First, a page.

Some of us do not have the luxury of turning off our racism radar. We are reminded of it constantly. Caricatures of minority figures are so ingrained in the fabric of the U.S. that it creates an ongoing cycle of perpetuation which casts the roles of dissenters as uppity or overly sensitive. There's also fear. 'the field negro' wrote something the other day that stuck with me
Bill and Hilary Clinton can use code words with the best of them, and they know what buttons to push to bring out the racial bogeyman lurking behind every corner in A-merry-ca. And in case you were wondering, there is no gender bogeyman. Yes women have been discriminated against in this country, and they have suffered mightily at the hands of the all powerful white male. But don't for a minute think there is a fear of women out there. There isn't. But ask me if there is a fear of black men and you know what I will tell you.

Us brown guys get a similar shakedown by society. The same visible tension as we walk by, perhaps a clutching of a purse or suitcase, an assumption that we have a drug problem if we end up in the hospital for chest pains. Here in the southwest, we get the added delight of questions about our citizenship and surprise when we speak such good English (and unaccented! gasp).

Not to discount the offensiveness of sexism, by the way - my inner machismo could always use a check; but I think it's important to differentiate the foundation of the discrimination that results in both forms of bigotry - especially with what is unfolding to be a predictable plot line:
  1. Dog whistles are sent out regarding race
  2. Bristling starts to occur in response
  3. Scoffing and "I would never" moments follow
  4. Token defenders are summoned to give cover
  5. Caricature of angry minority is achieved for the target
This is the extended track, by the way. It's reserved for people that are supposedly enlightened and "get it". The short track is for the ignorant and truly bigoted - only item #5 is necessary.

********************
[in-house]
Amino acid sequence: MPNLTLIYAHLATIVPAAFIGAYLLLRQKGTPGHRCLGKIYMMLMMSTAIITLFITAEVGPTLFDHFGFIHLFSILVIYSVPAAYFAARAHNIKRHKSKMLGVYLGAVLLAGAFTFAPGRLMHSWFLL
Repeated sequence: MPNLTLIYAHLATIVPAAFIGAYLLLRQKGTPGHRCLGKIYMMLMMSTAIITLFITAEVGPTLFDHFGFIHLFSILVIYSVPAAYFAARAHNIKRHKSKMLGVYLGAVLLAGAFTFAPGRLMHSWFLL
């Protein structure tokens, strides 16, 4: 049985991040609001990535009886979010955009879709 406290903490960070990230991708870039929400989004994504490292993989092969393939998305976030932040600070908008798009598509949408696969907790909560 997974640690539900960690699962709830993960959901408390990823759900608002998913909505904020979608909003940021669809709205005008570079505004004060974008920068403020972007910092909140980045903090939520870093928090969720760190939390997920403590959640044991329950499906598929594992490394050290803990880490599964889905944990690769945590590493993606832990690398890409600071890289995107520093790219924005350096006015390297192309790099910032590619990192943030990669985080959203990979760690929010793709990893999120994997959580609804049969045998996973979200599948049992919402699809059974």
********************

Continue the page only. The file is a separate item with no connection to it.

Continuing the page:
I've been thinking a lot about what's been unfolding lately in the primary campaign. There were days when I had a full post ready to fly, only to be discarded because I'm still a bit gun shy about talking online about bigotry by supposed allies (especially when some of the players are the same) - but really, enough is enough.

The saddest piece to me? It's probably going to be successful. Barack Obama will get tagged as having a "black agenda", whatever the hell that means and/or be labeled as angry and uppity. It's the trap that's been laid for him if he beats back directly and forcefully at the Clintons. It's as if both camps know it, making me want to pull a Scarface.

[Tired Disclaimer: I have not chosen a candidate to support for the Feb. 5th primary, but you can bet a bowl of guacamole that it won't be Hillary]

Friday, January 11, 2008

Janet to Endorse and Campaign for Barack

This should make things interesting here in Baja Arizona.
Gov. Janet Napolitano will announce her presidential endorsement for Barack Obama shortly after noon today, a source close to the governor has told The Arizona Republic.

Janet has been playing the triangulation game for a while with the state legislature, especially with respect to immigration issues, so she's not exactly in the rock star category among the region of the state that put her in the governorship. To Obama's credit, though, his campaign has been operating a field office in Tucson since November. It's located at 4500 E. Speedway, Suites 26 & 27. They also had a presence at the Fourth Avenue Street Fair in December. Perhaps they can stage a duel around Tucson Mall when the Ron Paul hordes gather each weekend.